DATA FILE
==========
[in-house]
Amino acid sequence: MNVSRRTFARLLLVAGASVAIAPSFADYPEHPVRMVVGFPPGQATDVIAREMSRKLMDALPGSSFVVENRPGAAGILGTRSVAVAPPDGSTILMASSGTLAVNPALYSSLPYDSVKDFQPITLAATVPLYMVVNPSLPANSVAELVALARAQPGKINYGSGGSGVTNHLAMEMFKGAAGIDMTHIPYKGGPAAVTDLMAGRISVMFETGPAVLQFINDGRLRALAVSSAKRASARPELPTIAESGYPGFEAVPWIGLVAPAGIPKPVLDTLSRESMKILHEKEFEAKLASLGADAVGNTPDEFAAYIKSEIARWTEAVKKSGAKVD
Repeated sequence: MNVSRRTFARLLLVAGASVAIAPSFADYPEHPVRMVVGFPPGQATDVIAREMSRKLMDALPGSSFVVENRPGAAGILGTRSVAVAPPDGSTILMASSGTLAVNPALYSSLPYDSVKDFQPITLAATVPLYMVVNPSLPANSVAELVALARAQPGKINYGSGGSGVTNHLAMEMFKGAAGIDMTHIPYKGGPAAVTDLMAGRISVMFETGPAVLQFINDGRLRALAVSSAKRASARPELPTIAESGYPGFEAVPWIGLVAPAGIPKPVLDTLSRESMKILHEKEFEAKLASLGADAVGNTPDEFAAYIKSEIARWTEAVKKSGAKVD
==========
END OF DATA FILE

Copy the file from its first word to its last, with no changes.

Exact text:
[in-house]
Amino acid sequence: MNVSRRTFARLLLVAGASVAIAPSFADYPEHPVRMVVGFPPGQATDVIAREMSRKLMDALPGSSFVVENRPGAAGILGTRSVAVAPPDGSTILMASSGTLAVNPALYSSLPYDSVKDFQPITLAATVPLYMVVNPSLPANSVAELVALARAQPGKINYGSGGSGVTNHLAMEMFKGAAGIDMTHIPYKGGPAAVTDLMAGRISVMFETGPAVLQFINDGRLRALAVSSAKRASARPELPTIAESGYPGFEAVPWIGLVAPAGIPKPVLDTLSRESMKILHEKEFEAKLASLGADAVGNTPDEFAAYIKSEIARWTEAVKKSGAKVD
Repeated sequence: MNVSRRTFARLLLVAGASVAIAPSFADYPEHPVRMVVGFPPGQATDVIAREMSRKLMDALPGSSFVVENRPGAAGILGTRSVAVAPPDGSTILMASSGTLAVNPALYSSLPYDSVKDFQPITLAATVPLYMVVNPSLPANSVAELVALARAQPGKINYGSGGSGVTNHLAMEMFKGAAGIDMTHIPYKGGPAAVTDLMAGRISVMFETGPAVLQFINDGRLRALAVSSAKRASARPELPTIAESGYPGFEAVPWIGLVAPAGIPKPVLDTLSRESMKILHEKEFEAKLASLGADAVGNTPDEFAAYIKSEIARWTEAVKKSGAKVD